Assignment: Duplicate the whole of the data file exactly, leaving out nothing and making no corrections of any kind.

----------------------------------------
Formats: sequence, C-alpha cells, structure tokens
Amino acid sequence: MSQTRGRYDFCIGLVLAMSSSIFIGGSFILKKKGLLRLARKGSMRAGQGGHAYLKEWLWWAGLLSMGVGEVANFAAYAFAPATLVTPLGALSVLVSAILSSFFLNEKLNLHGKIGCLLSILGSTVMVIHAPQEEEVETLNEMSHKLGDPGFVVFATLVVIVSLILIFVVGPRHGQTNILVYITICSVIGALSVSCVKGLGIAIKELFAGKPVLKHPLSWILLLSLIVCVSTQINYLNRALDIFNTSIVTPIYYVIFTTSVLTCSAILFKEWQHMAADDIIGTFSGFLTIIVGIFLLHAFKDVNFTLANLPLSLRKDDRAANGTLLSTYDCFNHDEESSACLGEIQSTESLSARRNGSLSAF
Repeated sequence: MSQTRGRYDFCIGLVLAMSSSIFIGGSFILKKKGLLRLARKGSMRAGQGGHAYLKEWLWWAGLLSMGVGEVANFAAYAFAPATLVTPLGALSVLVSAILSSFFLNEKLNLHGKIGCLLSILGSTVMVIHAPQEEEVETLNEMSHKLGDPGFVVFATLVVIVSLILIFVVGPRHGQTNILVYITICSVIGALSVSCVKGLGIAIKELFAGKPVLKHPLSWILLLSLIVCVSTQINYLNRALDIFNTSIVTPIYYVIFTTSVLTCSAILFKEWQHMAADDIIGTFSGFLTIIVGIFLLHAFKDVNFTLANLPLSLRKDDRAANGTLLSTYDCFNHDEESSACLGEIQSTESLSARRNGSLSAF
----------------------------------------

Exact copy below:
Formats: sequence, C-alpha cells, structure tokens
Amino acid sequence: MSQTRGRYDFCIGLVLAMSSSIFIGGSFILKKKGLLRLARKGSMRAGQGGHAYLKEWLWWAGLLSMGVGEVANFAAYAFAPATLVTPLGALSVLVSAILSSFFLNEKLNLHGKIGCLLSILGSTVMVIHAPQEEEVETLNEMSHKLGDPGFVVFATLVVIVSLILIFVVGPRHGQTNILVYITICSVIGALSVSCVKGLGIAIKELFAGKPVLKHPLSWILLLSLIVCVSTQINYLNRALDIFNTSIVTPIYYVIFTTSVLTCSAILFKEWQHMAADDIIGTFSGFLTIIVGIFLLHAFKDVNFTLANLPLSLRKDDRAANGTLLSTYDCFNHDEESSACLGEIQSTESLSARRNGSLSAF
Repeated sequence: MSQTRGRYDFCIGLVLAMSSSIFIGGSFILKKKGLLRLARKGSMRAGQGGHAYLKEWLWWAGLLSMGVGEVANFAAYAFAPATLVTPLGALSVLVSAILSSFFLNEKLNLHGKIGCLLSILGSTVMVIHAPQEEEVETLNEMSHKLGDPGFVVFATLVVIVSLILIFVVGPRHGQTNILVYITICSVIGALSVSCVKGLGIAIKELFAGKPVLKHPLSWILLLSLIVCVSTQINYLNRALDIFNTSIVTPIYYVIFTTSVLTCSAILFKEWQHMAADDIIGTFSGFLTIIVGIFLLHAFKDVNFTLANLPLSLRKDDRAANGTLLSTYDCFNHDEESSACLGEIQSTESLSARRNGSLSAF